The BNP lose their "peer"

Lord Bramall is off the hook

Has the BNP claimed its first parliamentarian? Early stories on the leaked membership list, which can now be seen on WikiLeaks, erroneously reported that a sitting peer was among those included.

Baron Bramall, a former chief of the defence staff, was branded as the guilty man and the fact that he once traded blows with Lord Janner after a series of anti-Israel comments did little to dampen speculation. But with a bit of digging I've found out that the individual in question is in fact the self-styled "Lord" Brian Bramhall of Newbury, a man who has certainly not been elevated to the House of Lords.

Meanwhile, Mary Riddell has an excellent piece in today's Daily Telegraph on the practical policies needed to counter the BNP, a welcome reminder that Nick Griffin's appearance on Question Time is unlikely to swing many votes either way.

UPDATE: Lord Bramall has responded: "I'm completely apolitical and I've had no involvement with the BNP," he told the Guardian.

"I'm the last person who would have anything to do with them. I fought fascism in the second world war. People do have views of every sort in a democracy, but many of the BNP's views are very unattractive."

George Eaton is political editor of the New Statesman.

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Benn vs McDonnell: how Brexit has exposed the fight over Labour's party machine

In the wake of Brexit, should Labour MPs listen more closely to voters, or their own party members?

Two Labour MPs on primetime TV. Two prominent politicians ruling themselves out of a Labour leadership contest. But that was as far as the similarity went.

Hilary Benn was speaking hours after he resigned - or was sacked - from the Shadow Cabinet. He described Jeremy Corbyn as a "good and decent man" but not a leader.

Framing his overnight removal as a matter of conscience, Benn told the BBC's Andrew Marr: "I no longer have confidence in him [Corbyn] and I think the right thing to do would be for him to take that decision."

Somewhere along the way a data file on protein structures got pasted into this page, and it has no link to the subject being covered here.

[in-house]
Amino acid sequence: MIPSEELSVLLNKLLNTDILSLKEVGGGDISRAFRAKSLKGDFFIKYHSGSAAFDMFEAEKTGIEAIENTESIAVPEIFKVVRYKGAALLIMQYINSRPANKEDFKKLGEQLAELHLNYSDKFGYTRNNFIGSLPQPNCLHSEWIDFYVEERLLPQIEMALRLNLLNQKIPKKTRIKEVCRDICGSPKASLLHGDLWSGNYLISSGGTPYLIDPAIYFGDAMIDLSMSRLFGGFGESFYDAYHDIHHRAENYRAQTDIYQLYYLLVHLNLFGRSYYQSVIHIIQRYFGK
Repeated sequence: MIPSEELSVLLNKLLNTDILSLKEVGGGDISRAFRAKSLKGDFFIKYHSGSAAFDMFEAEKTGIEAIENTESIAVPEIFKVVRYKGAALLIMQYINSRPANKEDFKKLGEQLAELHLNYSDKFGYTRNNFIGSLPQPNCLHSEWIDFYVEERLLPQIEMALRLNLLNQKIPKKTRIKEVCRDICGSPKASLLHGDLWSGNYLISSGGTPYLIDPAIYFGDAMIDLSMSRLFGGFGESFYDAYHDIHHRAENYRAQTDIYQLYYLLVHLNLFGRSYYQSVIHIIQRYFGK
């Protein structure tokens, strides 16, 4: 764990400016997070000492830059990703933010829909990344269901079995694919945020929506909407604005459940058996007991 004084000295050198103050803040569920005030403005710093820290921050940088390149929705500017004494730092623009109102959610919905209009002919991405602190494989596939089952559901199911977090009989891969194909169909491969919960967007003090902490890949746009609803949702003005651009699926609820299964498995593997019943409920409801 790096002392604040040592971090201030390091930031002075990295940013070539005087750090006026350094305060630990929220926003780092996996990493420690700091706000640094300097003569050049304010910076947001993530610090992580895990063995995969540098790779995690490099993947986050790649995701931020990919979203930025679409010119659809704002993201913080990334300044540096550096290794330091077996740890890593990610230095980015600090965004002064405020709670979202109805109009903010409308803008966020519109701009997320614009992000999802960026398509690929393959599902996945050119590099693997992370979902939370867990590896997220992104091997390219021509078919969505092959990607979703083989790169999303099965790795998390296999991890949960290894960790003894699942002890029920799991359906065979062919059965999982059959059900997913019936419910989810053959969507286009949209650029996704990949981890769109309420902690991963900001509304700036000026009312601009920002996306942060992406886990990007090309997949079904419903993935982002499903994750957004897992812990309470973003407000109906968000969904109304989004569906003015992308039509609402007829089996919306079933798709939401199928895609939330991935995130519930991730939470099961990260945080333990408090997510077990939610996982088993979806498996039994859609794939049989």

In Benn's view, diehard leftie pin ups do not go down well in the real world, or on the ballot papers of middle England. 

But while Benn may be drawing on a New Labour truism, this in turn rests on the assumption that voters matter more than the party members when it comes to winning elections.

That assumption was contested moments later by Shadow Chancellor John McDonnell.

Dismissive of the personal appeal of Shadow Cabinet ministers - "we can replace them" - McDonnell's message was that Labour under Corbyn had rejuvenated its electoral machine.

Pointing to success in by-elections and the London mayoral election, McDonnell warned would-be rebels: "Who is sovereign in our party? The people who are soverign are the party members. 

"I'm saying respect the party members. And in that way we can hold together and win the next election."

Indeed, nearly a year on from Corbyn's surprise election to the Labour leadership, it is worth remembering he captured nearly 60% of the 400,000 votes cast. Momentum, the grassroots organisation formed in the wake of his success, now has more than 50 branches around the country.

Come the next election, it will be these grassroots members who will knock on doors, hand out leaflets and perhaps even threaten to deselect MPs.

The question for wavering Labour MPs will be whether what they trust more - their own connection with voters, or this potentially unbiddable party machine.